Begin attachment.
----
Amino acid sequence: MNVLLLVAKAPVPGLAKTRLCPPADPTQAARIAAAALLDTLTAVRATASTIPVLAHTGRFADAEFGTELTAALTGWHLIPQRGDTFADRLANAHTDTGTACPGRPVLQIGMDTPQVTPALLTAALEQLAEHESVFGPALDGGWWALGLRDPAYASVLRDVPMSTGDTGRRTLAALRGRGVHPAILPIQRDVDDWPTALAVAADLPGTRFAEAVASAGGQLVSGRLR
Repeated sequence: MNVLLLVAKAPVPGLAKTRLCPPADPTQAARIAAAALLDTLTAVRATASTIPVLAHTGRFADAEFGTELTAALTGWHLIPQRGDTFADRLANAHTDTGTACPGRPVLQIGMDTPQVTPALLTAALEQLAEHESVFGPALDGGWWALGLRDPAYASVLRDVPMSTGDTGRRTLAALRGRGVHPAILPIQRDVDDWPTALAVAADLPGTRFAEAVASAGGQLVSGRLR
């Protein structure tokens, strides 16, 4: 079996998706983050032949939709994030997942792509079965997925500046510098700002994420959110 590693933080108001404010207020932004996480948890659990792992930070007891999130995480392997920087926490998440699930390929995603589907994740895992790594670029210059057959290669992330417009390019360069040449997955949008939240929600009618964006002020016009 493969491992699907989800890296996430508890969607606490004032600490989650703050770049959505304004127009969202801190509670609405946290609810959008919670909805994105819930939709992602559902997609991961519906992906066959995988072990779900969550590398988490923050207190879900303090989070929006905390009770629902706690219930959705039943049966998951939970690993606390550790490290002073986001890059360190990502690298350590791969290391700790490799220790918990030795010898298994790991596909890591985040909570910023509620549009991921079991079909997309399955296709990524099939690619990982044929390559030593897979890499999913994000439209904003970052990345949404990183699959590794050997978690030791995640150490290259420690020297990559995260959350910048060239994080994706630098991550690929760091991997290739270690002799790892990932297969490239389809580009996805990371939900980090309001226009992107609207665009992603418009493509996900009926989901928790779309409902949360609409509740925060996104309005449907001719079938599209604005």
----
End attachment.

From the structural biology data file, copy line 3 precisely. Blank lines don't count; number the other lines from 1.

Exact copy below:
């Protein structure tokens, strides 16, 4: 079996998706983050032949939709994030997942792509079965997925500046510098700002994420959110 590693933080108001404010207020932004996480948890659990792992930070007891999130995480392997920087926490998440699930390929995603589907994740895992790594670029210059057959290669992330417009390019360069040449997955949008939240929600009618964006002020016009 493969491992699907989800890296996430508890969607606490004032600490989650703050770049959505304004127009969202801190509670609405946290609810959008919670909805994105819930939709992602559902997609991961519906992906066959995988072990779900969550590398988490923050207190879900303090989070929006905390009770629902706690219930959705039943049966998951939970690993606390550790490290002073986001890059360190990502690298350590791969290391700790490799220790918990030795010898298994790991596909890591985040909570910023509620549009991921079991079909997309399955296709990524099939690619990982044929390559030593897979890499999913994000439209904003970052990345949404990183699959590794050997978690030791995640150490290259420690020297990559995260959350910048060239994080994706630098991550690929760091991997290739270690002799790892990932297969490239389809580009996805990371939900980090309001226009992107609207665009992603418009493509996900009926989901928790779309409902949360609409509740925060996104309005449907001719079938599209604005």